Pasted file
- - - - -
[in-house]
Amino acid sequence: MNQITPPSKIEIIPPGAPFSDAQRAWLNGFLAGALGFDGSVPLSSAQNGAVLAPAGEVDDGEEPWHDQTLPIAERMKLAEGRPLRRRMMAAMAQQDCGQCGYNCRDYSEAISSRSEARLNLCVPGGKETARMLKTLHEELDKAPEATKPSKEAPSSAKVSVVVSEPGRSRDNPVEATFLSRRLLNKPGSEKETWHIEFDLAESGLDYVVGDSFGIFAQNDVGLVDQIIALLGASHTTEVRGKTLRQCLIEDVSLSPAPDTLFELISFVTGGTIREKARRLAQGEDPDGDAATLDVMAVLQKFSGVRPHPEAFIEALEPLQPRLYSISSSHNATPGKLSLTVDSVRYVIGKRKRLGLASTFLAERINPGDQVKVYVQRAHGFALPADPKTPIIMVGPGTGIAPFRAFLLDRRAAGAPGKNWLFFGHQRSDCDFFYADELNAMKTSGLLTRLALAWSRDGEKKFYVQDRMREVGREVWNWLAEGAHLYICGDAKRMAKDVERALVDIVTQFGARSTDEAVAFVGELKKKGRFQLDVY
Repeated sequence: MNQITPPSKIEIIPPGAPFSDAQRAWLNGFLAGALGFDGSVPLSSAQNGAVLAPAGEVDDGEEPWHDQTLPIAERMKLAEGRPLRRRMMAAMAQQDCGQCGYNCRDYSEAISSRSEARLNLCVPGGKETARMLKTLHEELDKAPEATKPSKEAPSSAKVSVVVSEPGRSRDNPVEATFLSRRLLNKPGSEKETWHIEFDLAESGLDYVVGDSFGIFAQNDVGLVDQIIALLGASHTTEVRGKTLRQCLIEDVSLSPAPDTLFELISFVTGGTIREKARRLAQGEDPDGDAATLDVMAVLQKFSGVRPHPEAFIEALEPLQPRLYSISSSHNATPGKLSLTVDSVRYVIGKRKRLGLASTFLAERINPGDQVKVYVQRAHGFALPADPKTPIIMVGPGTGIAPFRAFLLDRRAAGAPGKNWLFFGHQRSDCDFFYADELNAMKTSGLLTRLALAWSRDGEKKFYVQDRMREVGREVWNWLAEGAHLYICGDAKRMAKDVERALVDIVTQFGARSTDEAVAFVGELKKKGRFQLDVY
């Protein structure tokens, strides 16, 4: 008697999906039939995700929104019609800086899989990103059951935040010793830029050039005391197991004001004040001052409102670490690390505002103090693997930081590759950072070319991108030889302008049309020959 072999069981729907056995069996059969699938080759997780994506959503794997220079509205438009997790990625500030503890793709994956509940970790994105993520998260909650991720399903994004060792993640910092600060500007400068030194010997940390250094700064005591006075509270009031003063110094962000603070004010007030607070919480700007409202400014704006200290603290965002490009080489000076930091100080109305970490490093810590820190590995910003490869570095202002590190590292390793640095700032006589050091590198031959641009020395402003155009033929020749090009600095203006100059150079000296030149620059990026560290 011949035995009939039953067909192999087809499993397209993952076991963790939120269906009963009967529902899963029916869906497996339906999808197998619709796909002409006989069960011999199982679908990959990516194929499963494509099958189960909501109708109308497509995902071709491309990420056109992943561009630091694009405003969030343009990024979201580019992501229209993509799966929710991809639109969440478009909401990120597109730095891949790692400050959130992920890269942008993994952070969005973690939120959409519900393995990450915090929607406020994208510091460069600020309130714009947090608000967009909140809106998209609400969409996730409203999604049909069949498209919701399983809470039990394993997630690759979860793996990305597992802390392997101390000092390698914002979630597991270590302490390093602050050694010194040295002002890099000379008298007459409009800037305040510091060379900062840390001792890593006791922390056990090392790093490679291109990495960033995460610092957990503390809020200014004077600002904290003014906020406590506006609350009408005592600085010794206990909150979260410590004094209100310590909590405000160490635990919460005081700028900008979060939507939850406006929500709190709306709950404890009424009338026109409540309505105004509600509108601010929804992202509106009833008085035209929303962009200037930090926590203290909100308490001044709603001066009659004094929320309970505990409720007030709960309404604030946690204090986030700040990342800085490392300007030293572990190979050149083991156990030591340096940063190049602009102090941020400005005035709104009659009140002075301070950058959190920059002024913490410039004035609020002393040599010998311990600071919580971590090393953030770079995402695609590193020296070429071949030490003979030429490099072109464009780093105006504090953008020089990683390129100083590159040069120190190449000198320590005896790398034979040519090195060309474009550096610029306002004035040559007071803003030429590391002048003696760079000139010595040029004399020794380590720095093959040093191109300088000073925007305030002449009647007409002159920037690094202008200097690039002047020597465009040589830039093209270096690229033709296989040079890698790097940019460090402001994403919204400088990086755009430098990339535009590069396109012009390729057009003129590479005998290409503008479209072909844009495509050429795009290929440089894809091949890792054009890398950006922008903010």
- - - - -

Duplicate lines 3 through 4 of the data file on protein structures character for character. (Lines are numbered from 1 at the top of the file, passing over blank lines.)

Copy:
Repeated sequence: MNQITPPSKIEIIPPGAPFSDAQRAWLNGFLAGALGFDGSVPLSSAQNGAVLAPAGEVDDGEEPWHDQTLPIAERMKLAEGRPLRRRMMAAMAQQDCGQCGYNCRDYSEAISSRSEARLNLCVPGGKETARMLKTLHEELDKAPEATKPSKEAPSSAKVSVVVSEPGRSRDNPVEATFLSRRLLNKPGSEKETWHIEFDLAESGLDYVVGDSFGIFAQNDVGLVDQIIALLGASHTTEVRGKTLRQCLIEDVSLSPAPDTLFELISFVTGGTIREKARRLAQGEDPDGDAATLDVMAVLQKFSGVRPHPEAFIEALEPLQPRLYSISSSHNATPGKLSLTVDSVRYVIGKRKRLGLASTFLAERINPGDQVKVYVQRAHGFALPADPKTPIIMVGPGTGIAPFRAFLLDRRAAGAPGKNWLFFGHQRSDCDFFYADELNAMKTSGLLTRLALAWSRDGEKKFYVQDRMREVGREVWNWLAEGAHLYICGDAKRMAKDVERALVDIVTQFGARSTDEAVAFVGELKKKGRFQLDVY
């Protein structure tokens, strides 16, 4: 008697999906039939995700929104019609800086899989990103059951935040010793830029050039005391197991004001004040001052409102670490690390505002103090693997930081590759950072070319991108030889302008049309020959 072999069981729907056995069996059969699938080759997780994506959503794997220079509205438009997790990625500030503890793709994956509940970790994105993520998260909650991720399903994004060792993640910092600060500007400068030194010997940390250094700064005591006075509270009031003063110094962000603070004010007030607070919480700007409202400014704006200290603290965002490009080489000076930091100080109305970490490093810590820190590995910003490869570095202002590190590292390793640095700032006589050091590198031959641009020395402003155009033929020749090009600095203006100059150079000296030149620059990026560290 011949035995009939039953067909192999087809499993397209993952076991963790939120269906009963009967529902899963029916869906497996339906999808197998619709796909002409006989069960011999199982679908990959990516194929499963494509099958189960909501109708109308497509995902071709491309990420056109992943561009630091694009405003969030343009990024979201580019992501229209993509799966929710991809639109969440478009909401990120597109730095891949790692400050959130992920890269942008993994952070969005973690939120959409519900393995990450915090929607406020994208510091460069600020309130714009947090608000967009909140809106998209609400969409996730409203999604049909069949498209919701399983809470039990394993997630690759979860793996990305597992802390392997101390000092390698914002979630597991270590302490390093602050050694010194040295002002890099000379008298007459409009800037305040510091060379900062840390001792890593006791922390056990090392790093490679291109990495960033995460610092957990503390809020200014004077600002904290003014906020406590506006609350009408005592600085010794206990909150979260410590004094209100310590909590405000160490635990919460005081700028900008979060939507939850406006929500709190709306709950404890009424009338026109409540309505105004509600509108601010929804992202509106009833008085035209929303962009200037930090926590203290909100308490001044709603001066009659004094929320309970505990409720007030709960309404604030946690204090986030700040990342800085490392300007030293572990190979050149083991156990030591340096940063190049602009102090941020400005005035709104009659009140002075301070950058959190920059002024913490410039004035609020002393040599010998311990600071919580971590090393953030770079995402695609590193020296070429071949030490003979030429490099072109464009780093105006504090953008020089990683390129100083590159040069120190190449000198320590005896790398034979040519090195060309474009550096610029306002004035040559007071803003030429590391002048003696760079000139010595040029004399020794380590720095093959040093191109300088000073925007305030002449009647007409002159920037690094202008200097690039002047020597465009040589830039093209270096690229033709296989040079890698790097940019460090402001994403919204400088990086755009430098990339535009590069396109012009390729057009003129590479005998290409503008479209072909844009495509050429795009290929440089894809091949890792054009890398950006922008903010």